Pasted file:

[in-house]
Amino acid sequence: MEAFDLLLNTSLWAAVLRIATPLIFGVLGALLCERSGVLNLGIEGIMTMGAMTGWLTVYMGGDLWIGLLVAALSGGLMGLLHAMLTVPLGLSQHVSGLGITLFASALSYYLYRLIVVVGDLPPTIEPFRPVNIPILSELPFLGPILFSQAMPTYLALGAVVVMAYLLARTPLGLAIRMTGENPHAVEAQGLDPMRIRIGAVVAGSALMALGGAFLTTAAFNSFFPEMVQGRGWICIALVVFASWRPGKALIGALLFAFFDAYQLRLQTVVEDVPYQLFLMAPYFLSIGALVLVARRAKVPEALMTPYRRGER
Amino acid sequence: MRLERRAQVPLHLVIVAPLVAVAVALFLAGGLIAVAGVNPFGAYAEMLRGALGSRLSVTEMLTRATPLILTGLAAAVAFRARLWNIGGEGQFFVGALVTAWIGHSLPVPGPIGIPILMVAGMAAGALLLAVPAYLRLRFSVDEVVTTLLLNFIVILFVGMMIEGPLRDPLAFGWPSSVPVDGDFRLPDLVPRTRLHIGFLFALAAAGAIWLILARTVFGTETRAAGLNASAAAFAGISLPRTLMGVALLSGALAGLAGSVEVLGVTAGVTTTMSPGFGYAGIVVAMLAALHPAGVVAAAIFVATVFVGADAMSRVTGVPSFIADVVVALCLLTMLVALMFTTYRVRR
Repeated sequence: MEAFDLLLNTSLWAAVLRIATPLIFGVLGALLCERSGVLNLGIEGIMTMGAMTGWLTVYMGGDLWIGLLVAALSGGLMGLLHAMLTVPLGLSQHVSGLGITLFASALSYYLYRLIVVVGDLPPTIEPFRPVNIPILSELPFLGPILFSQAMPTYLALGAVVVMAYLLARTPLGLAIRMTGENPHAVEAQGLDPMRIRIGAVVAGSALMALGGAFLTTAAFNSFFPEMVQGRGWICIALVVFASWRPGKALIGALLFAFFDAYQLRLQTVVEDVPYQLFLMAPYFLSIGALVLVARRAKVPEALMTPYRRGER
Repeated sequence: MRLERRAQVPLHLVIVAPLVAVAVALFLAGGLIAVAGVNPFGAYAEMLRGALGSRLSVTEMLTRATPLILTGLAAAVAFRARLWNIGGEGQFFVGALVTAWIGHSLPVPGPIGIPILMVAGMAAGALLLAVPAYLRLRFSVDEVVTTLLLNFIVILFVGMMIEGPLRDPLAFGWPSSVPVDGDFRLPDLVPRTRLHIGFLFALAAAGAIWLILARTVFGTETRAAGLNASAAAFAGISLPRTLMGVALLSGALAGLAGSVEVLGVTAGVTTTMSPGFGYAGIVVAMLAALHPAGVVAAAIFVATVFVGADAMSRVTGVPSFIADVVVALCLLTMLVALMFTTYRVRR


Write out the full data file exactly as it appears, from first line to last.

[in-house]
Amino acid sequence: MEAFDLLLNTSLWAAVLRIATPLIFGVLGALLCERSGVLNLGIEGIMTMGAMTGWLTVYMGGDLWIGLLVAALSGGLMGLLHAMLTVPLGLSQHVSGLGITLFASALSYYLYRLIVVVGDLPPTIEPFRPVNIPILSELPFLGPILFSQAMPTYLALGAVVVMAYLLARTPLGLAIRMTGENPHAVEAQGLDPMRIRIGAVVAGSALMALGGAFLTTAAFNSFFPEMVQGRGWICIALVVFASWRPGKALIGALLFAFFDAYQLRLQTVVEDVPYQLFLMAPYFLSIGALVLVARRAKVPEALMTPYRRGER
Amino acid sequence: MRLERRAQVPLHLVIVAPLVAVAVALFLAGGLIAVAGVNPFGAYAEMLRGALGSRLSVTEMLTRATPLILTGLAAAVAFRARLWNIGGEGQFFVGALVTAWIGHSLPVPGPIGIPILMVAGMAAGALLLAVPAYLRLRFSVDEVVTTLLLNFIVILFVGMMIEGPLRDPLAFGWPSSVPVDGDFRLPDLVPRTRLHIGFLFALAAAGAIWLILARTVFGTETRAAGLNASAAAFAGISLPRTLMGVALLSGALAGLAGSVEVLGVTAGVTTTMSPGFGYAGIVVAMLAALHPAGVVAAAIFVATVFVGADAMSRVTGVPSFIADVVVALCLLTMLVALMFTTYRVRR
Repeated sequence: MEAFDLLLNTSLWAAVLRIATPLIFGVLGALLCERSGVLNLGIEGIMTMGAMTGWLTVYMGGDLWIGLLVAALSGGLMGLLHAMLTVPLGLSQHVSGLGITLFASALSYYLYRLIVVVGDLPPTIEPFRPVNIPILSELPFLGPILFSQAMPTYLALGAVVVMAYLLARTPLGLAIRMTGENPHAVEAQGLDPMRIRIGAVVAGSALMALGGAFLTTAAFNSFFPEMVQGRGWICIALVVFASWRPGKALIGALLFAFFDAYQLRLQTVVEDVPYQLFLMAPYFLSIGALVLVARRAKVPEALMTPYRRGER
Repeated sequence: MRLERRAQVPLHLVIVAPLVAVAVALFLAGGLIAVAGVNPFGAYAEMLRGALGSRLSVTEMLTRATPLILTGLAAAVAFRARLWNIGGEGQFFVGALVTAWIGHSLPVPGPIGIPILMVAGMAAGALLLAVPAYLRLRFSVDEVVTTLLLNFIVILFVGMMIEGPLRDPLAFGWPSSVPVDGDFRLPDLVPRTRLHIGFLFALAAAGAIWLILARTVFGTETRAAGLNASAAAFAGISLPRTLMGVALLSGALAGLAGSVEVLGVTAGVTTTMSPGFGYAGIVVAMLAALHPAGVVAAAIFVATVFVGADAMSRVTGVPSFIADVVVALCLLTMLVALMFTTYRVRR